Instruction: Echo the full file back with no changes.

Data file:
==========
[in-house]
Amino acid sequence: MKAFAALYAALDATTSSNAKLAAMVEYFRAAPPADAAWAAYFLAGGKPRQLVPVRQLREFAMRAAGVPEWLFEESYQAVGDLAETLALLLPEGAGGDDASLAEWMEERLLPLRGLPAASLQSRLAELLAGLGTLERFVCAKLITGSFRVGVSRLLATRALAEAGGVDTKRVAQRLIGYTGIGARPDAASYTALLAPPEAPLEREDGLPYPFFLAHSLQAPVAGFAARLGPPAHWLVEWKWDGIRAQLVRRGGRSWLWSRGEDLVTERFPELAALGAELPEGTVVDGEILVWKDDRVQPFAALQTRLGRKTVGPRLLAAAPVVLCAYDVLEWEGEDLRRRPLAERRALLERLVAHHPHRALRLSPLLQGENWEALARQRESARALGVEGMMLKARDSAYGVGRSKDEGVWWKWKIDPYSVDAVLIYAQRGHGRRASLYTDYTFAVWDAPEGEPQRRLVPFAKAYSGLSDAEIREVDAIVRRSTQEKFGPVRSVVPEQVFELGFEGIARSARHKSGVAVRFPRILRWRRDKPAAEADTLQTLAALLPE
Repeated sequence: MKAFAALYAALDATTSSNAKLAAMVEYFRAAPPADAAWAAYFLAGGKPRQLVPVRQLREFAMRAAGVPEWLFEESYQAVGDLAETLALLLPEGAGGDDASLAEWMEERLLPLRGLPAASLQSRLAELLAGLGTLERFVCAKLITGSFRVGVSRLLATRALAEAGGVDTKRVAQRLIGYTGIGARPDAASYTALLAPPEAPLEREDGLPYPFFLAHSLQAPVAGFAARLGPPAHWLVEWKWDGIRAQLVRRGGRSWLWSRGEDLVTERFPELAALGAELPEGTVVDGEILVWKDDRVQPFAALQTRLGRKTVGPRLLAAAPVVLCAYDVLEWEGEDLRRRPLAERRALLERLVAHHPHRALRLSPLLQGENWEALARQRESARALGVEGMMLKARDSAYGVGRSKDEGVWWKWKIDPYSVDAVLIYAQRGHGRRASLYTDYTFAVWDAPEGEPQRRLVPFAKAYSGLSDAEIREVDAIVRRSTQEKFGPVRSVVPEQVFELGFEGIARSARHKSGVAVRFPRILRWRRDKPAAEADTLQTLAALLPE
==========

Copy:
[in-house]
Amino acid sequence: MKAFAALYAALDATTSSNAKLAAMVEYFRAAPPADAAWAAYFLAGGKPRQLVPVRQLREFAMRAAGVPEWLFEESYQAVGDLAETLALLLPEGAGGDDASLAEWMEERLLPLRGLPAASLQSRLAELLAGLGTLERFVCAKLITGSFRVGVSRLLATRALAEAGGVDTKRVAQRLIGYTGIGARPDAASYTALLAPPEAPLEREDGLPYPFFLAHSLQAPVAGFAARLGPPAHWLVEWKWDGIRAQLVRRGGRSWLWSRGEDLVTERFPELAALGAELPEGTVVDGEILVWKDDRVQPFAALQTRLGRKTVGPRLLAAAPVVLCAYDVLEWEGEDLRRRPLAERRALLERLVAHHPHRALRLSPLLQGENWEALARQRESARALGVEGMMLKARDSAYGVGRSKDEGVWWKWKIDPYSVDAVLIYAQRGHGRRASLYTDYTFAVWDAPEGEPQRRLVPFAKAYSGLSDAEIREVDAIVRRSTQEKFGPVRSVVPEQVFELGFEGIARSARHKSGVAVRFPRILRWRRDKPAAEADTLQTLAALLPE
Repeated sequence: MKAFAALYAALDATTSSNAKLAAMVEYFRAAPPADAAWAAYFLAGGKPRQLVPVRQLREFAMRAAGVPEWLFEESYQAVGDLAETLALLLPEGAGGDDASLAEWMEERLLPLRGLPAASLQSRLAELLAGLGTLERFVCAKLITGSFRVGVSRLLATRALAEAGGVDTKRVAQRLIGYTGIGARPDAASYTALLAPPEAPLEREDGLPYPFFLAHSLQAPVAGFAARLGPPAHWLVEWKWDGIRAQLVRRGGRSWLWSRGEDLVTERFPELAALGAELPEGTVVDGEILVWKDDRVQPFAALQTRLGRKTVGPRLLAAAPVVLCAYDVLEWEGEDLRRRPLAERRALLERLVAHHPHRALRLSPLLQGENWEALARQRESARALGVEGMMLKARDSAYGVGRSKDEGVWWKWKIDPYSVDAVLIYAQRGHGRRASLYTDYTFAVWDAPEGEPQRRLVPFAKAYSGLSDAEIREVDAIVRRSTQEKFGPVRSVVPEQVFELGFEGIARSARHKSGVAVRFPRILRWRRDKPAAEADTLQTLAALLPE